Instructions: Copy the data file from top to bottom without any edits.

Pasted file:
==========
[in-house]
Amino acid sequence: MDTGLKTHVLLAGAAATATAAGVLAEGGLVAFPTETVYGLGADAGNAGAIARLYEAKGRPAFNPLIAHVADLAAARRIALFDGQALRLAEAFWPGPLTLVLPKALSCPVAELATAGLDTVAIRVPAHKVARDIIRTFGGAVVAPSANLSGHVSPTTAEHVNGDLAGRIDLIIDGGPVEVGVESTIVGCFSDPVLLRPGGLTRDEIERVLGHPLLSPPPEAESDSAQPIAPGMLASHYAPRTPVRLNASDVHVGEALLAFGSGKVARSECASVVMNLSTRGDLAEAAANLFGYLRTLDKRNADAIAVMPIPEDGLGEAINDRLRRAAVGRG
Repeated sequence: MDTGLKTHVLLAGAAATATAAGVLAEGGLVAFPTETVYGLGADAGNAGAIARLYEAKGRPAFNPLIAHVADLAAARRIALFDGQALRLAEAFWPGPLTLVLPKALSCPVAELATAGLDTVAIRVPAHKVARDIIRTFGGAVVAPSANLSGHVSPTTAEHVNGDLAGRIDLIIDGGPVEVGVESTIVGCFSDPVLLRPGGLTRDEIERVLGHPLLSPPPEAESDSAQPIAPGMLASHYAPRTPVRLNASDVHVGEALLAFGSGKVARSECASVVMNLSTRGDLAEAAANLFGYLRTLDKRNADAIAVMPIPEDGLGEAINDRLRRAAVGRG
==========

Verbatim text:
[in-house]
Amino acid sequence: MDTGLKTHVLLAGAAATATAAGVLAEGGLVAFPTETVYGLGADAGNAGAIARLYEAKGRPAFNPLIAHVADLAAARRIALFDGQALRLAEAFWPGPLTLVLPKALSCPVAELATAGLDTVAIRVPAHKVARDIIRTFGGAVVAPSANLSGHVSPTTAEHVNGDLAGRIDLIIDGGPVEVGVESTIVGCFSDPVLLRPGGLTRDEIERVLGHPLLSPPPEAESDSAQPIAPGMLASHYAPRTPVRLNASDVHVGEALLAFGSGKVARSECASVVMNLSTRGDLAEAAANLFGYLRTLDKRNADAIAVMPIPEDGLGEAINDRLRRAAVGRG
Repeated sequence: MDTGLKTHVLLAGAAATATAAGVLAEGGLVAFPTETVYGLGADAGNAGAIARLYEAKGRPAFNPLIAHVADLAAARRIALFDGQALRLAEAFWPGPLTLVLPKALSCPVAELATAGLDTVAIRVPAHKVARDIIRTFGGAVVAPSANLSGHVSPTTAEHVNGDLAGRIDLIIDGGPVEVGVESTIVGCFSDPVLLRPGGLTRDEIERVLGHPLLSPPPEAESDSAQPIAPGMLASHYAPRTPVRLNASDVHVGEALLAFGSGKVARSECASVVMNLSTRGDLAEAAANLFGYLRTLDKRNADAIAVMPIPEDGLGEAINDRLRRAAVGRG